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Consumer dollar makes way back to cow-calf producer

Beef Outlook: As retail beef prices cool off, every segment of the market chain looks to increase its share.

Scott Brown

January 2, 2024

3 Min Read
A cow and her two calves in pasture
GAINING GROUND: Cow-calf beef producers are seeing a good portion of the consumer dollar back on the farm. However, with lower retail prices, that may start to wane in 2023. Mindy Ward

Tight cattle supply recently allowed the cow-calf segment of the industry to capture 40% of the consumer dollar, but increasing that percentage depends on net returns for processors and feedlots.

The cow-calf segment of the cattle industry has been in the driver’s seat recently when it comes to the portion of the consumer dollar spent on beef it is capturing today. However, much happens between when a feeder steer is sold and a consumer walks away from the grocery store with beef from that animal.

Every participant in the marketing chain incurs costs from their role in the value-adding process and receives a portion of the retail dollar that is spent on the finished product. And that share fluctuates over time, with many factors coming into play.

Breaking down beef dollar

Looking at historical values for fed steers, feeder steers, steer byproducts, wholesale boxed beef and retail beef sheds light on how different sectors of the beef industry fared over time.

Assumptions must be made regarding sale weights, slaughter weights, dressing percentages, and the yield and composition of retail cuts that come from each carcass — and calculations of these shares will vary depending on the methodology used.

But examining how these shares have changed over time with a consistent set of assumptions gives a good snapshot of the financial health of different beef industry sectors.

A line chart illustrating how consumer beef dollars are shared by marketing chain participants

The share of each consumer dollar received by cow-calf operators has shown a lot of variability since 2010, ranging from just over 50% in late 2014 when calf supplies were extremely tight to below 25% in the second quarter of 2020 when COVID-19-related market disruptions were at their peak.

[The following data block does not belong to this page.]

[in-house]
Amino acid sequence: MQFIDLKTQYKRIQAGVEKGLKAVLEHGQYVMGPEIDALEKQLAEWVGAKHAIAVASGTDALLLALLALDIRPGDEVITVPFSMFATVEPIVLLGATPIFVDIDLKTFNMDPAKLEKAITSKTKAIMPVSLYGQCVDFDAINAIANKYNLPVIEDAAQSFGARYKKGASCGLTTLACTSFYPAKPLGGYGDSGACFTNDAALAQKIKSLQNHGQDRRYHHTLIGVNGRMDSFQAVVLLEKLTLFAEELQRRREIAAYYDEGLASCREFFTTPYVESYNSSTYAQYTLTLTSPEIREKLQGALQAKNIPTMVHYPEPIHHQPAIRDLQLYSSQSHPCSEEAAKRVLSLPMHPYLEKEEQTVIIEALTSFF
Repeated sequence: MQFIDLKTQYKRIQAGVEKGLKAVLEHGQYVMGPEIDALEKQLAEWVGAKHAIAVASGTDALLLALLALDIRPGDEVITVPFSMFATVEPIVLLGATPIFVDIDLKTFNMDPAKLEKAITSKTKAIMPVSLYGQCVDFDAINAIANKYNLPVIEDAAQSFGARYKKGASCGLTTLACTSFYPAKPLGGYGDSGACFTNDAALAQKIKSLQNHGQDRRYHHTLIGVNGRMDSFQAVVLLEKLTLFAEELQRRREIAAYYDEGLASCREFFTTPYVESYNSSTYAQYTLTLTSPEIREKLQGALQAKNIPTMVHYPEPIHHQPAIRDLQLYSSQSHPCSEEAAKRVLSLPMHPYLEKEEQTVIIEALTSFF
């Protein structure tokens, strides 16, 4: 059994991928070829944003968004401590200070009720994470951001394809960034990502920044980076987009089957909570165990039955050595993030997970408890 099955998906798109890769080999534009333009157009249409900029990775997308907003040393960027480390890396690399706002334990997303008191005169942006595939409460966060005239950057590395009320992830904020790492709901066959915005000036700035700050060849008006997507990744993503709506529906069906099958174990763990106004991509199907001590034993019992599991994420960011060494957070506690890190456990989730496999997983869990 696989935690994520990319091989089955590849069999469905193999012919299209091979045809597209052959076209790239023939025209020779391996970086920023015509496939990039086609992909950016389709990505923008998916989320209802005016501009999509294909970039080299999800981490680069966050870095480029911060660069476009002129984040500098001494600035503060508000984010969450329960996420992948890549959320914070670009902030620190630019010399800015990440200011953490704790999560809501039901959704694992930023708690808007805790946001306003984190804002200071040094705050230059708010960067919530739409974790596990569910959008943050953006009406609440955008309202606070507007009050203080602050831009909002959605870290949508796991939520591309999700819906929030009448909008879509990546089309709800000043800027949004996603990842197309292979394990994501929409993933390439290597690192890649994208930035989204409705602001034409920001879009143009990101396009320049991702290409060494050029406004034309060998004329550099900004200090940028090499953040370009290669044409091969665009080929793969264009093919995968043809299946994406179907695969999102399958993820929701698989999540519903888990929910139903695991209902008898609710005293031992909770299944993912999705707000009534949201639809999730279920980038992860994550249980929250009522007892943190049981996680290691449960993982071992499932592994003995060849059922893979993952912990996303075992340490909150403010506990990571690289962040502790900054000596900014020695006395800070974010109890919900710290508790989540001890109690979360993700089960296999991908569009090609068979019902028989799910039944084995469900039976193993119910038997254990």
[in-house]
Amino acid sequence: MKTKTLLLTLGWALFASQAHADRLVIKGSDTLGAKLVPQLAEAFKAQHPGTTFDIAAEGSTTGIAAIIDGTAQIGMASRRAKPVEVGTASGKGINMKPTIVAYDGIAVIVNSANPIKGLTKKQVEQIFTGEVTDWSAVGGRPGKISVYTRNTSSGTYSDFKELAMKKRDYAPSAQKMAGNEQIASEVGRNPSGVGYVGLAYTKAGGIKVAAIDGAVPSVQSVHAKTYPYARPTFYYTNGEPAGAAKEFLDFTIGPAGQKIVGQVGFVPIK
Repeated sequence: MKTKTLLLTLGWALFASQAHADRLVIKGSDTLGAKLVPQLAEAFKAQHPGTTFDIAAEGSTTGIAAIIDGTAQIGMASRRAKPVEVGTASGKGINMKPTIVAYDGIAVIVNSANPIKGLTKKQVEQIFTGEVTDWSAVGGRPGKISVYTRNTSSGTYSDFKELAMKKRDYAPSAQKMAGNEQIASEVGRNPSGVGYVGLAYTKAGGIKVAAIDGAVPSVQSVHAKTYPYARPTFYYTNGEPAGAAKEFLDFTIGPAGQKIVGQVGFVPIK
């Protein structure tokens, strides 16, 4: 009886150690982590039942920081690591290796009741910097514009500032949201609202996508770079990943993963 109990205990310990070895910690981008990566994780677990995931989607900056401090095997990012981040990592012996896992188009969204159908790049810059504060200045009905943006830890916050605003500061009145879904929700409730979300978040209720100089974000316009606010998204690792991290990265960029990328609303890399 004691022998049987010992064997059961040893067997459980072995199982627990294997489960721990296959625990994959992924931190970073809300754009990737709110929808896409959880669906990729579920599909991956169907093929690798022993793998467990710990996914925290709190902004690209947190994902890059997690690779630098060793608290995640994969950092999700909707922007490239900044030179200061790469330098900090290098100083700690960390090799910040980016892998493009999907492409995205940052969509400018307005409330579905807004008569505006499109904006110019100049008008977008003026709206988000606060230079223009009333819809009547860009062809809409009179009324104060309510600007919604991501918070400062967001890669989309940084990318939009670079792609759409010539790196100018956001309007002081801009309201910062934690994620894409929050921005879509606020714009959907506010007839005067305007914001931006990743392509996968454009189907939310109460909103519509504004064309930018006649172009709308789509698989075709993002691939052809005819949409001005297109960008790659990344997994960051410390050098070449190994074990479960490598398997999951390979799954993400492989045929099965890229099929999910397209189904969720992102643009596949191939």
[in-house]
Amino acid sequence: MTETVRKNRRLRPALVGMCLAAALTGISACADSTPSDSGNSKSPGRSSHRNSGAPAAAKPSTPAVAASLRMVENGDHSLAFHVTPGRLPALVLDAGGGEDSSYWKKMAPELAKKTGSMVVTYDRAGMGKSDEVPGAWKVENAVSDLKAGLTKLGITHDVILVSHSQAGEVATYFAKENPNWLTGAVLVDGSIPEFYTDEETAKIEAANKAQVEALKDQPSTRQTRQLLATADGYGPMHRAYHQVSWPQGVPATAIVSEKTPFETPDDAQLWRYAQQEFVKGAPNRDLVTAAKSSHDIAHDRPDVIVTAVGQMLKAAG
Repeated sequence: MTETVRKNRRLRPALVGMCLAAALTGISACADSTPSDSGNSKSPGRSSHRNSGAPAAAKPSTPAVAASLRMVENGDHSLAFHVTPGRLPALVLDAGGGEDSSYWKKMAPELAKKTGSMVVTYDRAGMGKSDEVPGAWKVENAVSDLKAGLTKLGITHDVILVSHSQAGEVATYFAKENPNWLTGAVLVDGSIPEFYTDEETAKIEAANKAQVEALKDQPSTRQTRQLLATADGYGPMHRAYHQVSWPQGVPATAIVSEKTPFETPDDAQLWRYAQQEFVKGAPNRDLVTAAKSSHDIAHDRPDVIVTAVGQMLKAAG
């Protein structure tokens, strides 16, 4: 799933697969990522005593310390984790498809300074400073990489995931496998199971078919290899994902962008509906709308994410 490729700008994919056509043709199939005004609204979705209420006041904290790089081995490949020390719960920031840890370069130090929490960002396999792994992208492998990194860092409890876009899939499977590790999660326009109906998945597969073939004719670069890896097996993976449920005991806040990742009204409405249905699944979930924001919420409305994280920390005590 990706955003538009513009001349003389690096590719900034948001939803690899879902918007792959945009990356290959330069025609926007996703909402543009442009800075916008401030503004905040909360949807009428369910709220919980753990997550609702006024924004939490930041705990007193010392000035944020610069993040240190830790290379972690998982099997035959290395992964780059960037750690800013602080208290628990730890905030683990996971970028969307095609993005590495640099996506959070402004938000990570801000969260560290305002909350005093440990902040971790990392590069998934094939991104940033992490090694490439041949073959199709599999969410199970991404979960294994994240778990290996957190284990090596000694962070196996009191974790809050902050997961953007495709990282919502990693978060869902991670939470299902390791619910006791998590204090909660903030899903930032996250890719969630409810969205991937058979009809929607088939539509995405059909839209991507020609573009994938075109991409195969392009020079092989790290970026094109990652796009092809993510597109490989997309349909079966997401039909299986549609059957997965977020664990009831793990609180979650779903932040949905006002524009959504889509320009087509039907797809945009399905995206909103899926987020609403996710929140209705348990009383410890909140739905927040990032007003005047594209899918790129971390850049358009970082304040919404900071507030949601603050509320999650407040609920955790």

As available calf supplies have been on the decline in recent quarters, cow-calf operators are again receiving a larger share of each beef retail dollar. There is potential for more increase in the next couple of years, especially if a transition to beef cow herd rebuilding further limits the number of animals available to feedlots.

Where processors and feedlots fit

Other segments of the marketing chain have shown less variability, although processor shares spiked in 2020 and 2021 in large part because of pandemic-related challenges.

Recently processor shares declined into the range that was common for a good part of the prior decade. Keep in mind that feedlot profitability is highly dependent on the price of corn, and that relatively high corn prices result in feeders needing a larger share in order to maintain similar net returns. The average percentage of each dollar accruing to retailers stayed relatively constant despite labor cost increases.

Many in the industry have rightly been concerned about the recent declines in cattle prices. (Note that this article only focuses on the share of each consumer dollar, not the entire pot of available dollars.)

As retail beef prices increased during the first half of 2023, all sectors received more dollars as the total amount spent on beef increased. As retail prices cooled since July, the only way for a sector to increase total dollars received was to take share from another industry segment.

With net returns for processors and feedlots relatively weak compared to recent years, it will become increasingly difficult for the cow-calf sector to continue to increase its share of consumer dollars in the next year unless corn prices see further sharp declines.

The best outcome for all involved in the cattle industry will be for continued strong beef demand that allows the total pie of consumer dollars to increase.

Brown is a livestock economist with the University of Missouri. He grew up on a diversified farm in northwest Missouri.

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